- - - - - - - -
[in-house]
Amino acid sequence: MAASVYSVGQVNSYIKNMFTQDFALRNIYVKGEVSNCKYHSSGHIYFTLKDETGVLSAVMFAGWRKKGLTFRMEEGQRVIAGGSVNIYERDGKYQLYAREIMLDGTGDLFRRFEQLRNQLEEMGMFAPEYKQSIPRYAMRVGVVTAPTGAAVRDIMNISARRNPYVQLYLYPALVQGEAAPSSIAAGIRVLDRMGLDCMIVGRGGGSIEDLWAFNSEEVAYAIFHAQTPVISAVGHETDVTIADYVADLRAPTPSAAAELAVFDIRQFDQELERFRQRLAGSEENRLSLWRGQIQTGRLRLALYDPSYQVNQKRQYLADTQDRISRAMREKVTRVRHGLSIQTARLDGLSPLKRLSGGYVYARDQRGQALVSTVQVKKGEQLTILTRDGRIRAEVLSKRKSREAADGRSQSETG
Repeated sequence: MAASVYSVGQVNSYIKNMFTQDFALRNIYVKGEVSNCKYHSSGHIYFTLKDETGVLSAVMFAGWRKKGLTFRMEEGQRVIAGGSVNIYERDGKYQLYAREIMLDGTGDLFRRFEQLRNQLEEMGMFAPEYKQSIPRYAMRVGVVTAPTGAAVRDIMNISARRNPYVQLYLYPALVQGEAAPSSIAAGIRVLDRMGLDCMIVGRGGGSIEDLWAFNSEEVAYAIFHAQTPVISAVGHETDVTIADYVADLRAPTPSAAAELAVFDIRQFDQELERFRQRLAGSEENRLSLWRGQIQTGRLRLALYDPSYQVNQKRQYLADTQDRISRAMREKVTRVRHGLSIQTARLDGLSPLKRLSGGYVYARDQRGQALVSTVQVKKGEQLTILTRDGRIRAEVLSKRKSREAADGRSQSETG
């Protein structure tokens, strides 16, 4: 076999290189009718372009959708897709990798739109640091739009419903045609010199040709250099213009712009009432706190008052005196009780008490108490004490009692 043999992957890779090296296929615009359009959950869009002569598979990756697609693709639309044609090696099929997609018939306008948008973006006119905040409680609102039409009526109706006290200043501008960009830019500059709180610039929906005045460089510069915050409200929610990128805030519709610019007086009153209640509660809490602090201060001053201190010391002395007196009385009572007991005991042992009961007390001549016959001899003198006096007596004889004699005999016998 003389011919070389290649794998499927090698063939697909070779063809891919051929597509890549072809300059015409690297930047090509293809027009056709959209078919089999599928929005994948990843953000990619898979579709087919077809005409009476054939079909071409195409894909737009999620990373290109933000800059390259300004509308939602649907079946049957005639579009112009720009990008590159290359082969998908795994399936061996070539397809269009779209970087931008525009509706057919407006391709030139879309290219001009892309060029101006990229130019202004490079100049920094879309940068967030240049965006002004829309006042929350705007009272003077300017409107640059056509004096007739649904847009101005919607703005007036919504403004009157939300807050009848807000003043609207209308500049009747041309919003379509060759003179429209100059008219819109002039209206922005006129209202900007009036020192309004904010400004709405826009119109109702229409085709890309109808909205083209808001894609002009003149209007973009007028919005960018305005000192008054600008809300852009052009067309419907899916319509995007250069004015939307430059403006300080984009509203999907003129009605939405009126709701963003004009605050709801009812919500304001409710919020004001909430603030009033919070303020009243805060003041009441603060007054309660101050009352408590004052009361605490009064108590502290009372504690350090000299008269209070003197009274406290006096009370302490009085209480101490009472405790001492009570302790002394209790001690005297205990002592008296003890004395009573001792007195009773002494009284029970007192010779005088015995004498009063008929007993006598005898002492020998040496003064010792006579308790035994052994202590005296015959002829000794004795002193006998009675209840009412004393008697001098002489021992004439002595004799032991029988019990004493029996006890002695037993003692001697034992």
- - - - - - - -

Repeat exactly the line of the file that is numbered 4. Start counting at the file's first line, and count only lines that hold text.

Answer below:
């Protein structure tokens, strides 16, 4: 076999290189009718372009959708897709990798739109640091739009419903045609010199040709250099213009712009009432706190008052005196009780008490108490004490009692 043999992957890779090296296929615009359009959950869009002569598979990756697609693709639309044609090696099929997609018939306008948008973006006119905040409680609102039409009526109706006290200043501008960009830019500059709180610039929906005045460089510069915050409200929610990128805030519709610019007086009153209640509660809490602090201060001053201190010391002395007196009385009572007991005991042992009961007390001549016959001899003198006096007596004889004699005999016998 003389011919070389290649794998499927090698063939697909070779063809891919051929597509890549072809300059015409690297930047090509293809027009056709959209078919089999599928929005994948990843953000990619898979579709087919077809005409009476054939079909071409195409894909737009999620990373290109933000800059390259300004509308939602649907079946049957005639579009112009720009990008590159290359082969998908795994399936061996070539397809269009779209970087931008525009509706057919407006391709030139879309290219001009892309060029101006990229130019202004490079100049920094879309940068967030240049965006002004829309006042929350705007009272003077300017409107640059056509004096007739649904847009101005919607703005007036919504403004009157939300807050009848807000003043609207209308500049009747041309919003379509060759003179429209100059008219819109002039209206922005006129209202900007009036020192309004904010400004709405826009119109109702229409085709890309109808909205083209808001894609002009003149209007973009007028919005960018305005000192008054600008809300852009052009067309419907899916319509995007250069004015939307430059403006300080984009509203999907003129009605939405009126709701963003004009605050709801009812919500304001409710919020004001909430603030009033919070303020009243805060003041009441603060007054309660101050009352408590004052009361605490009064108590502290009372504690350090000299008269209070003197009274406290006096009370302490009085209480101490009472405790001492009570302790002394209790001690005297205990002592008296003890004395009573001792007195009773002494009284029970007192010779005088015995004498009063008929007993006598005898002492020998040496003064010792006579308790035994052994202590005296015959002829000794004795002193006998009675209840009412004393008697001098002489021992004439002595004799032991029988019990004493029996006890002695037993003692001697034992």